Goffman's last challenge goes to the district court's denial of his Rule 60(b) motion. The defendants counter that we lack jurisdiction to even consider this challenge. Goffman filed his Rule 60(b) motion two months after he had filed his notice of appeal from the district court's judgment against him. While his present appeal was still pending, the district court denied Goffman's Rule 60(b) motion. Goffman did not file a notice of appeal from this denial, but instead, simply inserted in his appellate brief the issues he raised in his Rule 60(b) motion. However, a Rule 60(b) motion may be separately considered on appeal, see Textile Banking Co., Inc. v. Rentschler, 657 F.2d 844, 849-50 (7th Cir. 1981), and Washington v. Board of Education, 498 F.2d 11, 15 (7th Cir. 1974), which is to say that the district court's denial of that motion pending the underlying appeal was itself separately appealable. Ingraham v. United States, 808 F.2d 1075, 1081 (5th Cir. 1987). In that event, a separate notice of appeal was required in order to challenge the denial of the motion. See Ingraham, 808 F.2d at 1081; Washington, 498 F.2d at 15. Because Goffman filed no such notice we agree with the defendants that we lack jurisdiction to consider his challenge to the district court's denial of his motion.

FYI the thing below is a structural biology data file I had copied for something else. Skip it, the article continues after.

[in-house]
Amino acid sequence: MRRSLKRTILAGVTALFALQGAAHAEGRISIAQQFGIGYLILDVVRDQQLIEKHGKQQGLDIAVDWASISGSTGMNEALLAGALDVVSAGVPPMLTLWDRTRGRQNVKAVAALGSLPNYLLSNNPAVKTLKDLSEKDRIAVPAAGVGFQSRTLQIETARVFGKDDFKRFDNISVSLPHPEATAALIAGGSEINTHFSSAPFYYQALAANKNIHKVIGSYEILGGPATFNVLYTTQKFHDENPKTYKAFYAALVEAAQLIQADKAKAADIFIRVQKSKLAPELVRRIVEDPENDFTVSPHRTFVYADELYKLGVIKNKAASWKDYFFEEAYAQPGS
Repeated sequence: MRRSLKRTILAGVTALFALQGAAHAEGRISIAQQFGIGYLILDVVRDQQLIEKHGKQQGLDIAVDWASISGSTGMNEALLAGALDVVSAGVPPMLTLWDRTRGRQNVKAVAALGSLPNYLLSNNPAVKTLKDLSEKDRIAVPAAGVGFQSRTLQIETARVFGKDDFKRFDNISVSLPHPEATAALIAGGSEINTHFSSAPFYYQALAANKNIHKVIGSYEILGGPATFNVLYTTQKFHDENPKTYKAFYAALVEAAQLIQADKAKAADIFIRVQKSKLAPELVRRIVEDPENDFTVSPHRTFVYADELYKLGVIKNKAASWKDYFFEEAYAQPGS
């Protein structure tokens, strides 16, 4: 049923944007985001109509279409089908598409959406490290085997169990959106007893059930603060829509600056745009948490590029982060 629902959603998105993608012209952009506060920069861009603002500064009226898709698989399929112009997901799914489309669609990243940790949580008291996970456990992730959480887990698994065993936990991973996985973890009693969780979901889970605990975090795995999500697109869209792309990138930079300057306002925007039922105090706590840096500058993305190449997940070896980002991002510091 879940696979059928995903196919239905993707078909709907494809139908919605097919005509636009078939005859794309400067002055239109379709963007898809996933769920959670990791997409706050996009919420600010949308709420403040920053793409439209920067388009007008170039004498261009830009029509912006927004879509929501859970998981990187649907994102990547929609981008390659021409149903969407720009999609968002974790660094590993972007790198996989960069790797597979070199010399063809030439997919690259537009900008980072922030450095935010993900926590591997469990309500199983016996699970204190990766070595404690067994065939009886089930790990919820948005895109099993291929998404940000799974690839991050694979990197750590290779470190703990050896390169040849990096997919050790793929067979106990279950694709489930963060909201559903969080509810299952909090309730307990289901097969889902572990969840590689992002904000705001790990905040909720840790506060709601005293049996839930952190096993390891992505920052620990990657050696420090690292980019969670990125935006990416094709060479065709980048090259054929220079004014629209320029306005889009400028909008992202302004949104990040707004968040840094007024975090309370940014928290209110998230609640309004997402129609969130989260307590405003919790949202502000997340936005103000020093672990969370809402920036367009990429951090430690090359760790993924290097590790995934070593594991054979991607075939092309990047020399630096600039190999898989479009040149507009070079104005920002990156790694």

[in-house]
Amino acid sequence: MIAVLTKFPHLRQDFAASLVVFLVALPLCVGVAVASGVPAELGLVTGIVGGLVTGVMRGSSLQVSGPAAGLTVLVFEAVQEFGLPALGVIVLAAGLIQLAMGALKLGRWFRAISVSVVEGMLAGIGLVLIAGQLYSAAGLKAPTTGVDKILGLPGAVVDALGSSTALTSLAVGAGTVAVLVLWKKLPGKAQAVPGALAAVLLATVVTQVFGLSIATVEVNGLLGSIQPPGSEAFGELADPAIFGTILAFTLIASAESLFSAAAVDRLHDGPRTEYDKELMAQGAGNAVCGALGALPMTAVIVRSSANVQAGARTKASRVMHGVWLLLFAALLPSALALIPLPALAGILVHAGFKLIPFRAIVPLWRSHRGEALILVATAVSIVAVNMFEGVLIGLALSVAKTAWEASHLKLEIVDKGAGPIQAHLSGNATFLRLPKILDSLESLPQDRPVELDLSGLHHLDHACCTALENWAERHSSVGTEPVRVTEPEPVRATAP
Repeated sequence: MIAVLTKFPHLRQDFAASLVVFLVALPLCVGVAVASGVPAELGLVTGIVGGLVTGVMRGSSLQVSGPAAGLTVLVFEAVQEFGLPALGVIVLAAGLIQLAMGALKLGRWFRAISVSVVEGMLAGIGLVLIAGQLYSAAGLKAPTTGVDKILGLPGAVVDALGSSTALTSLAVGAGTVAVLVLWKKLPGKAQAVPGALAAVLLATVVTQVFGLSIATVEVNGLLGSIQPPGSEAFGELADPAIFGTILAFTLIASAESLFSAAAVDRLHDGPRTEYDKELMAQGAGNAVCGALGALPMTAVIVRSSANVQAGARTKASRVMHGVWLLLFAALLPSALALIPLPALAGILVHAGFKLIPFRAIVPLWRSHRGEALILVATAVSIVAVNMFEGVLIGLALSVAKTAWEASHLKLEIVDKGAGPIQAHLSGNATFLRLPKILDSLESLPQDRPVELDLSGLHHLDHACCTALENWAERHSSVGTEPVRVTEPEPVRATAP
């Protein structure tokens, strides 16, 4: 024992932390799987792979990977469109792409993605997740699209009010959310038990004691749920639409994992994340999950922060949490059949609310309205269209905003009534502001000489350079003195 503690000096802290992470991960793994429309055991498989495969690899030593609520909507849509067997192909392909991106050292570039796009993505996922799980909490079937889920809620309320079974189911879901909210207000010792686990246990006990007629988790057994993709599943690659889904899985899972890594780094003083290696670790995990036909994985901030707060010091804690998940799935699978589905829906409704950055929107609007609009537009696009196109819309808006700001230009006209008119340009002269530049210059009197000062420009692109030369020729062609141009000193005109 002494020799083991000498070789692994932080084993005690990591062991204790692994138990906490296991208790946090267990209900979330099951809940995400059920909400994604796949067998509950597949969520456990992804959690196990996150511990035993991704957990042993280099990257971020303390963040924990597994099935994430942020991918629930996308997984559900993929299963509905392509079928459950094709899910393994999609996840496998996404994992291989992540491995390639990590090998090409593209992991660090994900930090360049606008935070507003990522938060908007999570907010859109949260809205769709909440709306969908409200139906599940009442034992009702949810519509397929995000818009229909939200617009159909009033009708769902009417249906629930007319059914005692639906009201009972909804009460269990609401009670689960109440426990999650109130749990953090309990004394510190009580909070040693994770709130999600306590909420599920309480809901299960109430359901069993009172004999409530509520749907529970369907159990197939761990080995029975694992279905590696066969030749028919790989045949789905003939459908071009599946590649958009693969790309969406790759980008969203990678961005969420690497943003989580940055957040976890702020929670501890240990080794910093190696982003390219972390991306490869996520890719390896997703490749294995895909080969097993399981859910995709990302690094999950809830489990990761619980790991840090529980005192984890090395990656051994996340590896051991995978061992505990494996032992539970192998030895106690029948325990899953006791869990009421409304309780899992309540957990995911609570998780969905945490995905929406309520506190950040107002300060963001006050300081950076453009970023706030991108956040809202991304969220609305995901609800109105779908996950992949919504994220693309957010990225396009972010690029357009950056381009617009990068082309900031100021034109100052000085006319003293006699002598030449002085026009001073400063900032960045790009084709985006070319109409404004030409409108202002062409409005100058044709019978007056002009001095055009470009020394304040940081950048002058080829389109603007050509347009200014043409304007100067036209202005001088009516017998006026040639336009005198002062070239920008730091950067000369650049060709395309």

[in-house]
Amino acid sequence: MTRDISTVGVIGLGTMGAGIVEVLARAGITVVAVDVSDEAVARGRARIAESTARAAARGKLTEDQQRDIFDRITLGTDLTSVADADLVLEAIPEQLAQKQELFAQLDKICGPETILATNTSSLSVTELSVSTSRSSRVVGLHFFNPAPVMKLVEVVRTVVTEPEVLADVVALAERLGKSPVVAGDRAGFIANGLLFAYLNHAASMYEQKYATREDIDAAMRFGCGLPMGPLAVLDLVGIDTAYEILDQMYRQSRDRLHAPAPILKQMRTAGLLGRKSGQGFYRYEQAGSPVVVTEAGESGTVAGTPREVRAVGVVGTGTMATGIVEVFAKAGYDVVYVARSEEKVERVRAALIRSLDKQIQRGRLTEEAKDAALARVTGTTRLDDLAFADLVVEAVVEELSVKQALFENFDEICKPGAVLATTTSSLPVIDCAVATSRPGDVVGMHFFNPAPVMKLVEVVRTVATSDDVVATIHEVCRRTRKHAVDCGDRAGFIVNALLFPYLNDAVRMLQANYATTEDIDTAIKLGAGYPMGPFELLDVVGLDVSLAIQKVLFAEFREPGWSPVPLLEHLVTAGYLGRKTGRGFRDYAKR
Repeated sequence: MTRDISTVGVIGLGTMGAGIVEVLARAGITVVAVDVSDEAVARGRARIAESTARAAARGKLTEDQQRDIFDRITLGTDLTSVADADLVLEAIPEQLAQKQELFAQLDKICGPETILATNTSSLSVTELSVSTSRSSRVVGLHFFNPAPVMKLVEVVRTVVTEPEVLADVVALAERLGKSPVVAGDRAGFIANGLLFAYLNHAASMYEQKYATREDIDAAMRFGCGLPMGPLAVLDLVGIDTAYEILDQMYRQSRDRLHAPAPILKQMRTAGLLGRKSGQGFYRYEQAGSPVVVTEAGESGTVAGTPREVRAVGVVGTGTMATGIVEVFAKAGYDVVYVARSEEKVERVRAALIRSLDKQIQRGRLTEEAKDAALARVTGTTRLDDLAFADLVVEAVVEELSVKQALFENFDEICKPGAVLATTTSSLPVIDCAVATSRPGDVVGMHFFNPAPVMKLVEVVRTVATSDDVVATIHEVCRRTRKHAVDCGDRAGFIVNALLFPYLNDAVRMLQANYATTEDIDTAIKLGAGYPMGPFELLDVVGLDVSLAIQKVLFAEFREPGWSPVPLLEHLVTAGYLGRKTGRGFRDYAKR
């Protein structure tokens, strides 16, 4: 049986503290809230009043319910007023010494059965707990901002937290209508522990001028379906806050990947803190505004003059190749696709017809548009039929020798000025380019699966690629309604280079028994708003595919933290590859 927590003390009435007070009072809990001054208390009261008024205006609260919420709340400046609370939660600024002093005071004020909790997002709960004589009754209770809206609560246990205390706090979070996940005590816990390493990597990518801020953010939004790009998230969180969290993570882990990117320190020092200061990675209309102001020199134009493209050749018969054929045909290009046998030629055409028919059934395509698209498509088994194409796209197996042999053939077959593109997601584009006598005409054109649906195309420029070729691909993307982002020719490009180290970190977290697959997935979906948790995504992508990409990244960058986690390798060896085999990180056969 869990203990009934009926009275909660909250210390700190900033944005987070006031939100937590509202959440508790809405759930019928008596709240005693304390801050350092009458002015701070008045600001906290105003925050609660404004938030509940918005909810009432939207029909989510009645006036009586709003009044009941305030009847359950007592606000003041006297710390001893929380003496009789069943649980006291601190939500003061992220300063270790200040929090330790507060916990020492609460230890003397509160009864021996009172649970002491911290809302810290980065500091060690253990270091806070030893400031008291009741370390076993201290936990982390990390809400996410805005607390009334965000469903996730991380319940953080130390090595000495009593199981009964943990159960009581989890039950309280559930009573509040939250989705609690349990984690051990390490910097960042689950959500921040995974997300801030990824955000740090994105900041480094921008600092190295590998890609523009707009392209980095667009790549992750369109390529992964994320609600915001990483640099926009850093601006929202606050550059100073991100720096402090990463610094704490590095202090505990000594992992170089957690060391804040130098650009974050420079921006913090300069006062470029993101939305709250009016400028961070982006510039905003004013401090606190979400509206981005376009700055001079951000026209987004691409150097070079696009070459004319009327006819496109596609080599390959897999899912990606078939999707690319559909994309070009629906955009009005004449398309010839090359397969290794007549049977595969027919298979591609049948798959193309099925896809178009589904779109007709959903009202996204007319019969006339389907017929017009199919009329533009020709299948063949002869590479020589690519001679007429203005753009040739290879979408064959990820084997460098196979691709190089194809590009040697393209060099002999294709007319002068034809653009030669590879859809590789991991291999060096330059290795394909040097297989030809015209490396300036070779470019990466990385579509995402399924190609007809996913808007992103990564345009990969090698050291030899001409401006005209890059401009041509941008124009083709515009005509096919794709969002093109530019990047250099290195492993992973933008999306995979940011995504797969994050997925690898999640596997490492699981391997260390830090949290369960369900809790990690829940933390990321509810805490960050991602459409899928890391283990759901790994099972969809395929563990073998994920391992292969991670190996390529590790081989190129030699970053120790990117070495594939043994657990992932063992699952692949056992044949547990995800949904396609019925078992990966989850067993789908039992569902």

III.

The judgment of the district court is AFFIRMED. Goffman's challenge to the district court's denial of his Rule 60(b) motion is DISMISSED for lack of appellate jurisdiction.

19950706

© 2002 VersusLaw Inc.



Buy This Entire Record For $7.95

Official citation and/or docket number and footnotes (if any) for this case available with purchase.

Learn more about what you receive with purchase of this case.